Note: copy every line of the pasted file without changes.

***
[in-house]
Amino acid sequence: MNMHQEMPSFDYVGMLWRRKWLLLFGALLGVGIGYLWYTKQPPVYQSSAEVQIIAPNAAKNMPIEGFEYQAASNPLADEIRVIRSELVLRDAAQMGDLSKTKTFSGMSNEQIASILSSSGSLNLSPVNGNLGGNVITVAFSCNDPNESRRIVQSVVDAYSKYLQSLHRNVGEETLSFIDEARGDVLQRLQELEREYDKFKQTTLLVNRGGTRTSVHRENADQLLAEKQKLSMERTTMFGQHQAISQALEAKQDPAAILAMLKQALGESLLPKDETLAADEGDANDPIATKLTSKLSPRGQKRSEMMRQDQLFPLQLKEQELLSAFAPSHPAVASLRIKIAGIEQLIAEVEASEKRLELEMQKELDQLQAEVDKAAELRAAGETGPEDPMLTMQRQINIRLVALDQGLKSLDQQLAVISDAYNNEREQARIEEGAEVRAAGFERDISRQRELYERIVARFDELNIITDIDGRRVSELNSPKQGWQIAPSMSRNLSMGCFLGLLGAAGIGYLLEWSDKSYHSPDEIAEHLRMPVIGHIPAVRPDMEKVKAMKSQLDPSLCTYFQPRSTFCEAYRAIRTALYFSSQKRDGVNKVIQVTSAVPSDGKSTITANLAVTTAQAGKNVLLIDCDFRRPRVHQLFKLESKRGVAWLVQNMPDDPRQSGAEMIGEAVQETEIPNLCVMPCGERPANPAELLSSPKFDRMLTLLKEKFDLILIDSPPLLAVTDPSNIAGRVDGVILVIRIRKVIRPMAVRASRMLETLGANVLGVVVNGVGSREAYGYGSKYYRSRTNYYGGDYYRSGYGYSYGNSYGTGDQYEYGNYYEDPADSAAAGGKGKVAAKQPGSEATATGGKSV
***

[in-house]
Amino acid sequence: MNMHQEMPSFDYVGMLWRRKWLLLFGALLGVGIGYLWYTKQPPVYQSSAEVQIIAPNAAKNMPIEGFEYQAASNPLADEIRVIRSELVLRDAAQMGDLSKTKTFSGMSNEQIASILSSSGSLNLSPVNGNLGGNVITVAFSCNDPNESRRIVQSVVDAYSKYLQSLHRNVGEETLSFIDEARGDVLQRLQELEREYDKFKQTTLLVNRGGTRTSVHRENADQLLAEKQKLSMERTTMFGQHQAISQALEAKQDPAAILAMLKQALGESLLPKDETLAADEGDANDPIATKLTSKLSPRGQKRSEMMRQDQLFPLQLKEQELLSAFAPSHPAVASLRIKIAGIEQLIAEVEASEKRLELEMQKELDQLQAEVDKAAELRAAGETGPEDPMLTMQRQINIRLVALDQGLKSLDQQLAVISDAYNNEREQARIEEGAEVRAAGFERDISRQRELYERIVARFDELNIITDIDGRRVSELNSPKQGWQIAPSMSRNLSMGCFLGLLGAAGIGYLLEWSDKSYHSPDEIAEHLRMPVIGHIPAVRPDMEKVKAMKSQLDPSLCTYFQPRSTFCEAYRAIRTALYFSSQKRDGVNKVIQVTSAVPSDGKSTITANLAVTTAQAGKNVLLIDCDFRRPRVHQLFKLESKRGVAWLVQNMPDDPRQSGAEMIGEAVQETEIPNLCVMPCGERPANPAELLSSPKFDRMLTLLKEKFDLILIDSPPLLAVTDPSNIAGRVDGVILVIRIRKVIRPMAVRASRMLETLGANVLGVVVNGVGSREAYGYGSKYYRSRTNYYGGDYYRSGYGYSYGNSYGTGDQYEYGNYYEDPADSAAAGGKGKVAAKQPGSEATATGGKSV